Summer camp, chili cookoff among events that sickened 120 in Whatcom County this month


A summer camp, a chili cookoff and a company event appear to be the source of recent clusters of illnesses believed to be caused by norovirus, according to the Whatcom County Health Department.

Officials are asking people to wash their hands and take precautions after about 120 people have reported symptoms this month consistent with norovirus, which causes about 24 hours of nausea, vomiting and diarrhea. Among the outbreaks:

• A local company function July 2 was the earliest reported cluster. Department spokesman Marcus Deyerin was unsure of the name of the company.

• Camp Firwood on Lake Whatcom was temporarily closed after 23 campers and staff were sickened with norovirus symptoms starting July 18. Health department officials said they will go back to Camp Firwood on Sunday, July 28, to make sure it's safe to reopen; campers could return Sunday afternoon.

• Last weekend, several people reported the illness after a chili cookoff on Lummi Island.

None of the clusters appear to have led to serious complications, which can arise when people become dehydrated from losing too much fluid.

According to the federal Centers for Disease Control and Prevention, food can become tainted with norovirus when people who have infectious feces or vomit on their hands touch the food or surfaces on which food is placed.

"Any time you have a gathering of people, if there's one person that has the virus, it's what we would call a target-rich environment," he said. "The person with the virus is able to expose a lot of other people."

With summer such a popular time for camps, barbecues and other social events, that means the virus has plenty of opportunities to spread.

Deyerin described the recent number of local clusters as a controlled outbreak, one that was notable because of the number of people affected. To limit the spread, he advised anyone with symptoms to stay home from work and social events. He also reminded people to wash their hands.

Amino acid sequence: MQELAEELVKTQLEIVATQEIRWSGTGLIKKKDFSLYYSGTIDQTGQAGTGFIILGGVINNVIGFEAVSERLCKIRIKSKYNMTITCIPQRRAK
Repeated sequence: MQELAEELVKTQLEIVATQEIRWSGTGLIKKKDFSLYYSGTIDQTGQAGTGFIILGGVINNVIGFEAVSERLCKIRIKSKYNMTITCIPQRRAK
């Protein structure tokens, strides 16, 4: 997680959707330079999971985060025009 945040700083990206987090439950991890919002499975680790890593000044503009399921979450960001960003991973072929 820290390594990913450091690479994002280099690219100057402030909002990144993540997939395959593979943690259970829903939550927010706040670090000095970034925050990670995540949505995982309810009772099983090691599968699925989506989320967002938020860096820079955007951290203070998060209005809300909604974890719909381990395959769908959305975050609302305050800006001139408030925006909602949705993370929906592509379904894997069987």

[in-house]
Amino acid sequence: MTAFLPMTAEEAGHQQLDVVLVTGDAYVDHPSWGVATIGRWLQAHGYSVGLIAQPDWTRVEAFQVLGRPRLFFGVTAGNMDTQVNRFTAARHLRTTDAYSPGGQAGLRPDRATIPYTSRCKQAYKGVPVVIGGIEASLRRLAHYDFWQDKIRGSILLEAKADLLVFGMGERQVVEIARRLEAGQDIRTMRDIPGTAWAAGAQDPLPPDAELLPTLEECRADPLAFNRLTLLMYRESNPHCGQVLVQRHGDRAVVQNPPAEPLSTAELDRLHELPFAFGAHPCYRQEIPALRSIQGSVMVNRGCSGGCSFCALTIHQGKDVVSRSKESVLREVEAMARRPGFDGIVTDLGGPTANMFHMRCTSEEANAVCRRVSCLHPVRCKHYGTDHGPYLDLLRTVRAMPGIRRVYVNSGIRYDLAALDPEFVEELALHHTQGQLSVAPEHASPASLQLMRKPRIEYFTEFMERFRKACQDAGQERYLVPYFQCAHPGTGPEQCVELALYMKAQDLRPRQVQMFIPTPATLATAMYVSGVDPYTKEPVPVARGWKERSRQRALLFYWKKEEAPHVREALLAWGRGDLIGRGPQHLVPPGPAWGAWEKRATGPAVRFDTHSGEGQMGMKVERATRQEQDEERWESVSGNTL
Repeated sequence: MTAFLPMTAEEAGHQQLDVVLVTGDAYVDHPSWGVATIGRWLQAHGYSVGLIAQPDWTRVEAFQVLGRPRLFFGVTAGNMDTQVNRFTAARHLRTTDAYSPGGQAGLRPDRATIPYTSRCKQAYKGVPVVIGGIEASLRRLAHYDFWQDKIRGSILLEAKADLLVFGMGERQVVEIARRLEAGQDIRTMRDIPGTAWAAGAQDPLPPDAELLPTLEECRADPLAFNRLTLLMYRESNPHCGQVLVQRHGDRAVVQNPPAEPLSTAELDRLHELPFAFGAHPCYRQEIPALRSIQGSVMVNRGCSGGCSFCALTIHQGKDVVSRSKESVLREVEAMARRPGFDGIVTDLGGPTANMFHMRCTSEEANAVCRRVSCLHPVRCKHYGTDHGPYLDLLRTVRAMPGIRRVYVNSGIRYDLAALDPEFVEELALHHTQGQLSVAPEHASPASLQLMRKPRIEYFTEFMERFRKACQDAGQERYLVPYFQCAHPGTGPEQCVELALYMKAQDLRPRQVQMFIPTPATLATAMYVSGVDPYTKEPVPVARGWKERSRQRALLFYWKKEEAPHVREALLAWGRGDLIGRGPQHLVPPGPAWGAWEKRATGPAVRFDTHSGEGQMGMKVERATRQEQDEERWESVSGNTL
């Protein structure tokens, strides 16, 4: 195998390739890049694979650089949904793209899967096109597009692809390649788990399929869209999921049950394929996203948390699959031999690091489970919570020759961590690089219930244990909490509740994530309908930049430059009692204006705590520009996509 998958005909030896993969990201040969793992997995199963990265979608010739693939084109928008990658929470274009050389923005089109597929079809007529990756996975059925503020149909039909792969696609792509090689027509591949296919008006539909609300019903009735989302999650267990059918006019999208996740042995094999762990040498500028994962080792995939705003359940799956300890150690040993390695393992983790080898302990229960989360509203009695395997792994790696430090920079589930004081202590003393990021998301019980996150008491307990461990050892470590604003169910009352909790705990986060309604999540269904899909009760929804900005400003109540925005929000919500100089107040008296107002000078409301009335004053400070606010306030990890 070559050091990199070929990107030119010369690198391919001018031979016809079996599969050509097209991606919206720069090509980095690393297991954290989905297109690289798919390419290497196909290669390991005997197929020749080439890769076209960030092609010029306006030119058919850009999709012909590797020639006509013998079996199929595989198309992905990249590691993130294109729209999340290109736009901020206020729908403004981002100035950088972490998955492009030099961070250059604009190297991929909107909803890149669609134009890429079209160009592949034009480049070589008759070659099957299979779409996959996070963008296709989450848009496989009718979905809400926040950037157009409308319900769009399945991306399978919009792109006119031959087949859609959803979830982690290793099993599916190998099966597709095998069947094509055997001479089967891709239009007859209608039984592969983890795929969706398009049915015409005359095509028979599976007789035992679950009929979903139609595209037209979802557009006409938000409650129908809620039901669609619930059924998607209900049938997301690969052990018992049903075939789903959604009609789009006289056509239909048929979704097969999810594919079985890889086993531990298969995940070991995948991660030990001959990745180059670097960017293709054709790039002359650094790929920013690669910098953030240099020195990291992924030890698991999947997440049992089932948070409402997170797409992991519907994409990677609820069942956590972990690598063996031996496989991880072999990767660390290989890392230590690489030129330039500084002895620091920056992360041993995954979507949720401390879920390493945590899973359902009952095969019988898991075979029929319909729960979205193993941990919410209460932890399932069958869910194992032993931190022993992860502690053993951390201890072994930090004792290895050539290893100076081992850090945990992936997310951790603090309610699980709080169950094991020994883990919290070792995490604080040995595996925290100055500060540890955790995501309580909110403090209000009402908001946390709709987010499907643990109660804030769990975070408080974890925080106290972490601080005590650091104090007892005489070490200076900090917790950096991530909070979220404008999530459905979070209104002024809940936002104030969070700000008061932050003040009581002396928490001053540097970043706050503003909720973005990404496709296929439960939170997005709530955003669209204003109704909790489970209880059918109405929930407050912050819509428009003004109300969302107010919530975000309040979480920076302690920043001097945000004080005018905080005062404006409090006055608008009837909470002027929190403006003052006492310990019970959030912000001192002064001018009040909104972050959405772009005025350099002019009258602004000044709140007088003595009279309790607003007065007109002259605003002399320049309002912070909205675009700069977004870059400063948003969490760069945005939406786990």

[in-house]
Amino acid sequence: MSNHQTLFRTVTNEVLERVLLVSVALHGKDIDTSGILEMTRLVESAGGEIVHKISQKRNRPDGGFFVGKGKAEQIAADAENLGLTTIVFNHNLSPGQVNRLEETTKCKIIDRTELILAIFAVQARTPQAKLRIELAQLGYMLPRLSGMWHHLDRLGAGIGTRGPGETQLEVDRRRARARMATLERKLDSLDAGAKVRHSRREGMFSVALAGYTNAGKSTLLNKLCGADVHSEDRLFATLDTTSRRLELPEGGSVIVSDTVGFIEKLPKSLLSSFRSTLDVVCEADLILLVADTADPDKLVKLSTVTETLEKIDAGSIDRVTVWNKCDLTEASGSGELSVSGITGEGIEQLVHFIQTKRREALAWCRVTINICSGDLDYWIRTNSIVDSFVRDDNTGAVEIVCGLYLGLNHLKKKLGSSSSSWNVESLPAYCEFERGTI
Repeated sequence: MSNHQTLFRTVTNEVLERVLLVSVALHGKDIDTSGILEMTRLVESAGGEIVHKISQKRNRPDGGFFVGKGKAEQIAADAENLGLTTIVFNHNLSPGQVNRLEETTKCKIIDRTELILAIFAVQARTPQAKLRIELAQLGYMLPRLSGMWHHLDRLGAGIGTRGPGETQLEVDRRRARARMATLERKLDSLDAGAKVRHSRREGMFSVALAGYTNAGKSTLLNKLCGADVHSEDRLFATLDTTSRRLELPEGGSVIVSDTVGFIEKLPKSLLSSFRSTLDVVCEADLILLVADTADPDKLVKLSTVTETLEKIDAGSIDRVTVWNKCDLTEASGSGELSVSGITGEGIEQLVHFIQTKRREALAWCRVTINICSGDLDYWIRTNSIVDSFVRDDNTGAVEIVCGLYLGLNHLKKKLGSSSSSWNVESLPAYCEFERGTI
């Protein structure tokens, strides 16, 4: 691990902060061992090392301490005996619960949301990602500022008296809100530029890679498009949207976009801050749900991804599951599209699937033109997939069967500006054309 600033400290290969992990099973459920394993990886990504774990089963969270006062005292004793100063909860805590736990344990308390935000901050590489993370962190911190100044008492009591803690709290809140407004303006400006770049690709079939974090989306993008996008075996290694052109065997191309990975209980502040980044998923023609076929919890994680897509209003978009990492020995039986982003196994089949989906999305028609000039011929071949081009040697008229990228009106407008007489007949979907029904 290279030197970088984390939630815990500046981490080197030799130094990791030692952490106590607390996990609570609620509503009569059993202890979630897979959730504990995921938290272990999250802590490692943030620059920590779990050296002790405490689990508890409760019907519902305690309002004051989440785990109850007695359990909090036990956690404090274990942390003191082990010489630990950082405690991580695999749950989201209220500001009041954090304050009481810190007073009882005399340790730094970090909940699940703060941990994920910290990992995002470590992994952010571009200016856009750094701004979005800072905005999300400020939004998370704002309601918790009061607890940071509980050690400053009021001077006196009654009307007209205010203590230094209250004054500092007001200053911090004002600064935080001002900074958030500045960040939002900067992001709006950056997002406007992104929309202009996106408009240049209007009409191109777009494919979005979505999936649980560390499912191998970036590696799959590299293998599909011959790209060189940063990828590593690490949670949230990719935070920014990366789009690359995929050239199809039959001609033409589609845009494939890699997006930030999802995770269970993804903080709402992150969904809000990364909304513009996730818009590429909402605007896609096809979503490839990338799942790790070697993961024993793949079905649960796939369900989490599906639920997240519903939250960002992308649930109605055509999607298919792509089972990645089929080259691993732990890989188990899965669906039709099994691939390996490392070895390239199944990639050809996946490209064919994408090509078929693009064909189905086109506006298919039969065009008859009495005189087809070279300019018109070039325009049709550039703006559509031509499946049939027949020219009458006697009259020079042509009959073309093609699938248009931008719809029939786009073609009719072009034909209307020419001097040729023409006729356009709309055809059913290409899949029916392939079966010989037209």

"Good hand-washing habits, that's the best prevention because that's how the majority of people are going to pick it up. They're going to touch something," he said. "Washing your hands with soap and hot water, you're going to eliminate the vast majority of the virus."


Norovirus easily can be transmitted in food and water contaminated by individuals who are ill. County health officials recommend these precautions:

• Wash your hands thoroughly with soap and water. Hand sanitizers are often not effective against these viruses.

• Do not prepare food for others until you have not had any symptoms of illness for at least 48 hours.

• Thoroughly clean and disinfect the areas where people have vomited or the bathrooms that have been used by people who are ill.

• Stay home from work, childcare or other settings where there are lots of people. Vomit and diarrhea are very infectious and can come on unexpectedly, exposing others.

• Do not send ill individuals to camps, parties, swimming areas or other events.

• Do not visit the elderly, infants or people who have weak immune systems. Dehydration can be very serious for them.

• Encourage lots of fluids and rest. Most people recover in one or two days. If dehydration occurs or you are concerned about not being able to keep fluids down, contact your health care provider's office for advice.

For more information, go to

Reach Zoe Fraley at 360-756-2803 or

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